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This One Scene In The Division Costs $200,000, $3500 to Make Trash, Future AAA Games Could Cost Over $200M to Make

AI, machine learning and procedural generation in 3D art is the future, according to Andrew Price from Blender Conference 2018. During his excellent presentation, he explained how the rising cost of development could lead to a standard AAA game costing $200M+ to make in the coming years.

However, adapting AI, machine learning, and procedural generation can help bring down development costs. We are already seeing where rising development costs are taking us. Data shows (1995-2018) that every 10-years the cost of video games development goes up 10-times. At this rate, an average AAA game can cost $200M to make.

Each company tries to outdo the other which is partly the reason why we are seeing a rise in development budgets. A big chunk of this budget goes to the creation of assets, here is where most of the money is spent. Assets are unreasonably expensive to make. From modeling to texturing to final renders, the cost of significantly high. Assets are revisited to adjust various aspects depending on narrative and their placement in the game. At the cost of $60/hr average wage, creating a single four-story building in, let’s say, a game like The Division costs close to $4000. Thanks to Price and his estimates, we can see how one scene ended up costing Ubisoft $200,000.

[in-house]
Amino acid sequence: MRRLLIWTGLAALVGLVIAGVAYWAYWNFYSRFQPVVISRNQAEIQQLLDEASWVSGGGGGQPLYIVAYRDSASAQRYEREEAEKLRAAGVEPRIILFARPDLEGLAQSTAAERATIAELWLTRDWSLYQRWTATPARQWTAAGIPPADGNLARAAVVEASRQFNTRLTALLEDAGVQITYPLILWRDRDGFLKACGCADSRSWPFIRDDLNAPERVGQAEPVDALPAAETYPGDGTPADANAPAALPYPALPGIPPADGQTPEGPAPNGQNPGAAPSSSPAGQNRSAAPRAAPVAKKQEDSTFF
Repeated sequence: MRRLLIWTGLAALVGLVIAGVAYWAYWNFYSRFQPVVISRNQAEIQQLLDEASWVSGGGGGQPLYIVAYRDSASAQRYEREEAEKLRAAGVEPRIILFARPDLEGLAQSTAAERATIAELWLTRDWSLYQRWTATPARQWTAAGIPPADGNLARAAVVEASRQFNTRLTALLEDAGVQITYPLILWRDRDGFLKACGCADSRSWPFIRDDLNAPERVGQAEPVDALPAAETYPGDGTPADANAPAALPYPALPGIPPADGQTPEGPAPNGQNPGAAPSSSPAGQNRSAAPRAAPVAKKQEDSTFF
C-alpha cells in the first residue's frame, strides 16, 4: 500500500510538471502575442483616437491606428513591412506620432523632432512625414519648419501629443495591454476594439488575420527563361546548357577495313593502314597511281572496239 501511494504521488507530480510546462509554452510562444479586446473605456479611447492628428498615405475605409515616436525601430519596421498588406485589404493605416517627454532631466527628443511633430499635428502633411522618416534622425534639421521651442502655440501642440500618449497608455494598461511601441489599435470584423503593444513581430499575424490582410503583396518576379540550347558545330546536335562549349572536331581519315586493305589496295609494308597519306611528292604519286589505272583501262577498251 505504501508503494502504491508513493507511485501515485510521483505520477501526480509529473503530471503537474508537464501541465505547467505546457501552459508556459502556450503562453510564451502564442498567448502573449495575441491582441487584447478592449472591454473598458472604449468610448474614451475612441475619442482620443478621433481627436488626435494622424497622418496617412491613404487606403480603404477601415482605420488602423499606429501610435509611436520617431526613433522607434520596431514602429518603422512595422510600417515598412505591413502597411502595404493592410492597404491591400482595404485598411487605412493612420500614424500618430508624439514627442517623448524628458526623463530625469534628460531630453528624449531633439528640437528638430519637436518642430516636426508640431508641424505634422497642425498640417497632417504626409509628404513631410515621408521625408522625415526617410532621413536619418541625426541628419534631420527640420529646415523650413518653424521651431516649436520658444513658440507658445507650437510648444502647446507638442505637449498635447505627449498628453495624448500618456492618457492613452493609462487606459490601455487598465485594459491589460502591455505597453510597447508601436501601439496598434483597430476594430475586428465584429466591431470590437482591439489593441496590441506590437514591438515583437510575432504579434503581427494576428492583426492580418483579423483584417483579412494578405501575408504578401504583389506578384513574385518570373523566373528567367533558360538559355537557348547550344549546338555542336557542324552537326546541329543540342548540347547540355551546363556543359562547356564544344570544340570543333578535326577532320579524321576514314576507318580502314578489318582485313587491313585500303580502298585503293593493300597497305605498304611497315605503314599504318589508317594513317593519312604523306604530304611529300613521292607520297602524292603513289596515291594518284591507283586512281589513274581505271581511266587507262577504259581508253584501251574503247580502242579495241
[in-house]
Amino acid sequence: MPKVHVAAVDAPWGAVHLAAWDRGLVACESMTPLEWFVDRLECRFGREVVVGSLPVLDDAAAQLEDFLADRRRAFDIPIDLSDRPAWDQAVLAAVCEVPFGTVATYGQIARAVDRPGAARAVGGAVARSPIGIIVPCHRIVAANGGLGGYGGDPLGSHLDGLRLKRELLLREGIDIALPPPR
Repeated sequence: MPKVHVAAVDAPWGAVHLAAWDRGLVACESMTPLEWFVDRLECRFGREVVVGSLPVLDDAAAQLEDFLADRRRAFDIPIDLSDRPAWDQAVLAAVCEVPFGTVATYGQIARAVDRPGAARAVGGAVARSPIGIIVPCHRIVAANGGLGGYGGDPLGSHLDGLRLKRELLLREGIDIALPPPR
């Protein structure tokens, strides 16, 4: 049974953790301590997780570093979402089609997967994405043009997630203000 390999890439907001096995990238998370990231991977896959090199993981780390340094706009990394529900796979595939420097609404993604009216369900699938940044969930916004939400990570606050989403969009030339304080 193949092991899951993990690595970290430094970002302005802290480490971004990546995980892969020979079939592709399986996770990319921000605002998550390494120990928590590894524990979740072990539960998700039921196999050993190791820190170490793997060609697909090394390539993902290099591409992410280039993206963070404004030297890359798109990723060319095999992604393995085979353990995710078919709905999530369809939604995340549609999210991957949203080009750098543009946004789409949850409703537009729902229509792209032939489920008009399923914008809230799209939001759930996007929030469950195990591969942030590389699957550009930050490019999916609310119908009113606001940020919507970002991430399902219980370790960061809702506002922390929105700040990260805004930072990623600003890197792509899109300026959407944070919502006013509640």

The Division 2

There must be a smarter way to approach video games development to bring down costs. And Price believes procedural generation and AI is the answer. Games like No Man’s Sky have given procedural generation a bad name but if handled correctly, this method can actually help artists create cheaper assets and improve the workflow in organizations.

Publishers have a static workflow which means a 1-to-1 input to output ratio. If developers wish to create more than one building they usually start from scratch. This means each building in The Division is created from the ground up. Of course, one can use an existing model as a base for a separate asset but you need to make numerous changes to it, retexture it, so you are still getting a similar output.

The answer to this problem is procedural workflows. If developers are creating a building they can simply set parameters for it and let the AI produce various models. One can argue that procedural generation may remove the creative aspect but the results are quite contrary to this popular belief.

As Price explained, it can actually help artists understand what makes something look good. Often, a developer may simply be doing things without thinking about it. You can see the entire presentation which is enlightening.